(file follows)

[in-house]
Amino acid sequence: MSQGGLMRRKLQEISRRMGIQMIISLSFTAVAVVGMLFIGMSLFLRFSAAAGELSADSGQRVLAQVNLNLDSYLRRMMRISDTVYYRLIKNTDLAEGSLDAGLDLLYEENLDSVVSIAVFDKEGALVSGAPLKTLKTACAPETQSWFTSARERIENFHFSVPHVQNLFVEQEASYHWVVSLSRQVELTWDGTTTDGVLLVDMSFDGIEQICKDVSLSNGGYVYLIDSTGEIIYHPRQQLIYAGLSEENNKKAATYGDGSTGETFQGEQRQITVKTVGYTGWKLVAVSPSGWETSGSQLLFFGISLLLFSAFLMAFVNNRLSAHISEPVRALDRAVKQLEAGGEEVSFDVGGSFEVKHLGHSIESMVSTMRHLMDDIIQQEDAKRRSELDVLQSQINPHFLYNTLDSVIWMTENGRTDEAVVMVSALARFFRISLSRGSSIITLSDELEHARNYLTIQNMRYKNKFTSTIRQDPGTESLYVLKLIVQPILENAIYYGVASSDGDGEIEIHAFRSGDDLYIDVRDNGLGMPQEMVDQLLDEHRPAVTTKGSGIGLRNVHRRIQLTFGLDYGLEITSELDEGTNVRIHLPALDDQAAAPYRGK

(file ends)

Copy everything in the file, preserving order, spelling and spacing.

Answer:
[in-house]
Amino acid sequence: MSQGGLMRRKLQEISRRMGIQMIISLSFTAVAVVGMLFIGMSLFLRFSAAAGELSADSGQRVLAQVNLNLDSYLRRMMRISDTVYYRLIKNTDLAEGSLDAGLDLLYEENLDSVVSIAVFDKEGALVSGAPLKTLKTACAPETQSWFTSARERIENFHFSVPHVQNLFVEQEASYHWVVSLSRQVELTWDGTTTDGVLLVDMSFDGIEQICKDVSLSNGGYVYLIDSTGEIIYHPRQQLIYAGLSEENNKKAATYGDGSTGETFQGEQRQITVKTVGYTGWKLVAVSPSGWETSGSQLLFFGISLLLFSAFLMAFVNNRLSAHISEPVRALDRAVKQLEAGGEEVSFDVGGSFEVKHLGHSIESMVSTMRHLMDDIIQQEDAKRRSELDVLQSQINPHFLYNTLDSVIWMTENGRTDEAVVMVSALARFFRISLSRGSSIITLSDELEHARNYLTIQNMRYKNKFTSTIRQDPGTESLYVLKLIVQPILENAIYYGVASSDGDGEIEIHAFRSGDDLYIDVRDNGLGMPQEMVDQLLDEHRPAVTTKGSGIGLRNVHRRIQLTFGLDYGLEITSELDEGTNVRIHLPALDDQAAAPYRGK